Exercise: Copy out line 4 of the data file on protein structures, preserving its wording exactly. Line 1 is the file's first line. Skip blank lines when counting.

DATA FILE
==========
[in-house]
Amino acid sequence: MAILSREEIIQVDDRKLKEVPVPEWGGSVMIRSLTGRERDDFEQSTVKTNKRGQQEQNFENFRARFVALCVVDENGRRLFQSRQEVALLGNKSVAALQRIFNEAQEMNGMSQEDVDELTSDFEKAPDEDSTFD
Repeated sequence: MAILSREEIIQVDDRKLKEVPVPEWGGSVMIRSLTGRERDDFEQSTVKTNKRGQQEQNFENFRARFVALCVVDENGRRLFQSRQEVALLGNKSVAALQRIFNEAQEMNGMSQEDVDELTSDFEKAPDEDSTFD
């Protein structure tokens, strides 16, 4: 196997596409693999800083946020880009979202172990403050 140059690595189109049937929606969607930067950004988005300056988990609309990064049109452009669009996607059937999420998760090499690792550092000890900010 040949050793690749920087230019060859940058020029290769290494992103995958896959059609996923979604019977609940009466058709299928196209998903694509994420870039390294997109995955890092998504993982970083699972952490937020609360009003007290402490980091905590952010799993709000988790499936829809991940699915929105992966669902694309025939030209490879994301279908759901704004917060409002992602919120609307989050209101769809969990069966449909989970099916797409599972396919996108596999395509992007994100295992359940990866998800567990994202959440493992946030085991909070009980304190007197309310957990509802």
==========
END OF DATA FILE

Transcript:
């Protein structure tokens, strides 16, 4: 196997596409693999800083946020880009979202172990403050 140059690595189109049937929606969607930067950004988005300056988990609309990064049109452009669009996607059937999420998760090499690792550092000890900010 040949050793690749920087230019060859940058020029290769290494992103995958896959059609996923979604019977609940009466058709299928196209998903694509994420870039390294997109995955890092998504993982970083699972952490937020609360009003007290402490980091905590952010799993709000988790499936829809991940699915929105992966669902694309025939030209490879994301279908759901704004917060409002992602919120609307989050209101769809969990069966449909989970099916797409599972396919996108596999395509992007994100295992359940990866998800567990994202959440493992946030085991909070009980304190007197309310957990509802």